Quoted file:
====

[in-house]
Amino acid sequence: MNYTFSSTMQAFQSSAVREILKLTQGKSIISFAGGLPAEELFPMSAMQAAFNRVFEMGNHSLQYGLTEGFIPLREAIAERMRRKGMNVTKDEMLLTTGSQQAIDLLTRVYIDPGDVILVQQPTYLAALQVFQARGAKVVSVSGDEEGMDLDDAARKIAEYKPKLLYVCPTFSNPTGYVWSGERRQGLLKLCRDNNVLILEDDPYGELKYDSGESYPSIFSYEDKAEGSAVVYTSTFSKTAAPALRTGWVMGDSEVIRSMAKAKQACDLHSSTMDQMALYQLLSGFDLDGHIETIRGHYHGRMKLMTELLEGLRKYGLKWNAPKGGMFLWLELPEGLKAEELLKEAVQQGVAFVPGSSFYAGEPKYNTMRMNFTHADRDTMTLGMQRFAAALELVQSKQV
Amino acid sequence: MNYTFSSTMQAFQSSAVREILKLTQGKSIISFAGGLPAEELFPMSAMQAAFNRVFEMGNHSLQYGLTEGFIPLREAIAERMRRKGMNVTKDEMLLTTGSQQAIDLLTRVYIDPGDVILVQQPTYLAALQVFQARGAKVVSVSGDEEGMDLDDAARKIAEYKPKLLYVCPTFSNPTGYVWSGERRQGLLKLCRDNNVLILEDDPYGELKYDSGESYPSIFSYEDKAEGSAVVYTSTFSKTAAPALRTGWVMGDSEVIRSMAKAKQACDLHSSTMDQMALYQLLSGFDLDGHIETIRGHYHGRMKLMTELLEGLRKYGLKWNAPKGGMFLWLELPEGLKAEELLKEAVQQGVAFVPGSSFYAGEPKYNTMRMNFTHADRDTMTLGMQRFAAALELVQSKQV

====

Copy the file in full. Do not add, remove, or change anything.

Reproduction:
[in-house]
Amino acid sequence: MNYTFSSTMQAFQSSAVREILKLTQGKSIISFAGGLPAEELFPMSAMQAAFNRVFEMGNHSLQYGLTEGFIPLREAIAERMRRKGMNVTKDEMLLTTGSQQAIDLLTRVYIDPGDVILVQQPTYLAALQVFQARGAKVVSVSGDEEGMDLDDAARKIAEYKPKLLYVCPTFSNPTGYVWSGERRQGLLKLCRDNNVLILEDDPYGELKYDSGESYPSIFSYEDKAEGSAVVYTSTFSKTAAPALRTGWVMGDSEVIRSMAKAKQACDLHSSTMDQMALYQLLSGFDLDGHIETIRGHYHGRMKLMTELLEGLRKYGLKWNAPKGGMFLWLELPEGLKAEELLKEAVQQGVAFVPGSSFYAGEPKYNTMRMNFTHADRDTMTLGMQRFAAALELVQSKQV
Amino acid sequence: MNYTFSSTMQAFQSSAVREILKLTQGKSIISFAGGLPAEELFPMSAMQAAFNRVFEMGNHSLQYGLTEGFIPLREAIAERMRRKGMNVTKDEMLLTTGSQQAIDLLTRVYIDPGDVILVQQPTYLAALQVFQARGAKVVSVSGDEEGMDLDDAARKIAEYKPKLLYVCPTFSNPTGYVWSGERRQGLLKLCRDNNVLILEDDPYGELKYDSGESYPSIFSYEDKAEGSAVVYTSTFSKTAAPALRTGWVMGDSEVIRSMAKAKQACDLHSSTMDQMALYQLLSGFDLDGHIETIRGHYHGRMKLMTELLEGLRKYGLKWNAPKGGMFLWLELPEGLKAEELLKEAVQQGVAFVPGSSFYAGEPKYNTMRMNFTHADRDTMTLGMQRFAAALELVQSKQV